PERFORMED BY WENDY WHELAN AND MAYA BEISER
CHOREOGRAPHY BY LUCINDA CHILDS
MUSIC BY DAVID LANG
A work in development at LUMBERYARD
Tickets are $100 and include a work-in-progress performance and a post-show reception.
Dancer Wendy Whelan and cellist Maya Beiser join forces with the seminal modern dance choreographer Lucinda Childs to create an evening-length work with evocative music by Pulitzer Prize-winning composer David Lang. Featuring both women onstage for the duration of the performance, the day is a meditation on two journeys: the mortal passage, followed by the eternal, post-mortal voyage of the soul. This bold, highly collaborative work explores universal themes not easily grappled with—memory, aging, death, the survival of the soul—through the shared language of music and dance. This piece is presented in partnership with the Consulate General of Israel in New York and is part of Lumberyard’s International Artist Residency program.
Cellist Maya Beiser defies categories. Passionately forging a career path through uncharted territories, she has captivated audiences worldwide with her virtuosity, eclectic repertoire, and relentless quest to redefine her instrument’s boundaries. The Financial Times describes Maya as “a musician with stunning technical resources and intense musical instincts,” while The Boston Globe characterizes her as “a force of nature,” and Rolling Stone calls her a “cello rock star.”
Wendy Whelan began dance lessons at the age of three in her hometown of Louisville, Kentucky. At the age of 15, she moved to New York to continue her studies full time at the School of American Ballet. In 1984, she became an apprentice with New York City Ballet, joined the corps de ballet a year later, and was promoted to principal dancer in 1991.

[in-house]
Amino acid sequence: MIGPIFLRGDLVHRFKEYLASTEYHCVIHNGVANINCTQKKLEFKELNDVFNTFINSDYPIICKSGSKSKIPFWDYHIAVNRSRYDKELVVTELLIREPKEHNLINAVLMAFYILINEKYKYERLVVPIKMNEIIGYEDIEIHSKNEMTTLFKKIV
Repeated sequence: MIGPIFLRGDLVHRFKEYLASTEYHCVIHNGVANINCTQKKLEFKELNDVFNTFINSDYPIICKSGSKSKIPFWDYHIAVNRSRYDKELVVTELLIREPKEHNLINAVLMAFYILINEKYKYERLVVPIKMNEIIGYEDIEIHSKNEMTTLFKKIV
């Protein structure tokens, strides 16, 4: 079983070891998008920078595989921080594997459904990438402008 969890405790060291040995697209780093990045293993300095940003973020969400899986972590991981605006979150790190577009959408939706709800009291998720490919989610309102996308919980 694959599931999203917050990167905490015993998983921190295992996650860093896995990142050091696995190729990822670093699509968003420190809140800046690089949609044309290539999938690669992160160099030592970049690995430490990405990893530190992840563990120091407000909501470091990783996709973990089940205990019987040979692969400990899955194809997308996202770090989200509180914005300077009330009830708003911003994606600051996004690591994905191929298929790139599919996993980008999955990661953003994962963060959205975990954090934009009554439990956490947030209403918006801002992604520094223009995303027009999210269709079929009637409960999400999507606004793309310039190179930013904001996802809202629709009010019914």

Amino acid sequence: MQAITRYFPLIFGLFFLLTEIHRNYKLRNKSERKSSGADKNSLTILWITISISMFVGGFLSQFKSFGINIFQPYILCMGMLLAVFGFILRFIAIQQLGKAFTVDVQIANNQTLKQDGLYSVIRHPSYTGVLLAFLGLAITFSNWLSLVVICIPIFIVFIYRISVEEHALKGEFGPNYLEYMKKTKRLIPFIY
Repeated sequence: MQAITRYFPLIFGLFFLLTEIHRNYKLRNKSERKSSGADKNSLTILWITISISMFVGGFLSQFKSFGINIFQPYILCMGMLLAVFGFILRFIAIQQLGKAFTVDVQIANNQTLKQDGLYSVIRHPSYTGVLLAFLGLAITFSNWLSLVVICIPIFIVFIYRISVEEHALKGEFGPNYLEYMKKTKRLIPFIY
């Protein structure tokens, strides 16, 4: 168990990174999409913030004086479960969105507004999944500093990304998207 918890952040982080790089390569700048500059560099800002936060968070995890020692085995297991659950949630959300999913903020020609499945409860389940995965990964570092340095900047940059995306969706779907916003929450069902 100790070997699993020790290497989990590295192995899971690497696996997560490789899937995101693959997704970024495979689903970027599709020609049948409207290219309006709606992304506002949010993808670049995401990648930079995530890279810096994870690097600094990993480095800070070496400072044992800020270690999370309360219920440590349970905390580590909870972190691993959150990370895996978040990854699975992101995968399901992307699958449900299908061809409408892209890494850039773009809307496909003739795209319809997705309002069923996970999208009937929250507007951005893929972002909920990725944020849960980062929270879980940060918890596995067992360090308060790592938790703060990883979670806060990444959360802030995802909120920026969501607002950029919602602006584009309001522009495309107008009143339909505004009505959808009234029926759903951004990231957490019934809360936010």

Lucinda Childs began her career at the Judson Dance Theater In New York in 1963. Since forming her dance company ten years later, she has created over fifty works, both solo and ensemble. In 1976 she was featured in the landmark avant-garde opera Einstein on the Beach by Philip Glass and Robert Wilson, for which she won an Obie Award. She subsequently appeared in a number of Wilson’s productions, including I Was Sitting on My Patio This Guy Appeared I Thought I Was Hallucinating, Quartett by Heiner Muller, Wilson and Glass’s opera White Raven, Wilson’s video project Video 50, and Maladie de la Mort by Marguerite Duras (opposite Michel Piccoli). Most recently, she appeared in Wilson’s production of Arvo Part’s Adam’s Passion and also recorded spoken text and collaborated on the choreography for Letter to a Man, which was based on Nijinsky’s diaries and performed by Mikhail Baryshnikov.
David Lang is one of the most highly esteemed and performed American composers writing today. His works have been performed around the world in most of the great concert halls. The New Yorker reports, “With his winning of the Pulitzer Prize for the little match girl passion (one of the most original and moving scores of recent years), Lang, once a post-minimalist enfant terrible, has solidified his standing as an American master.”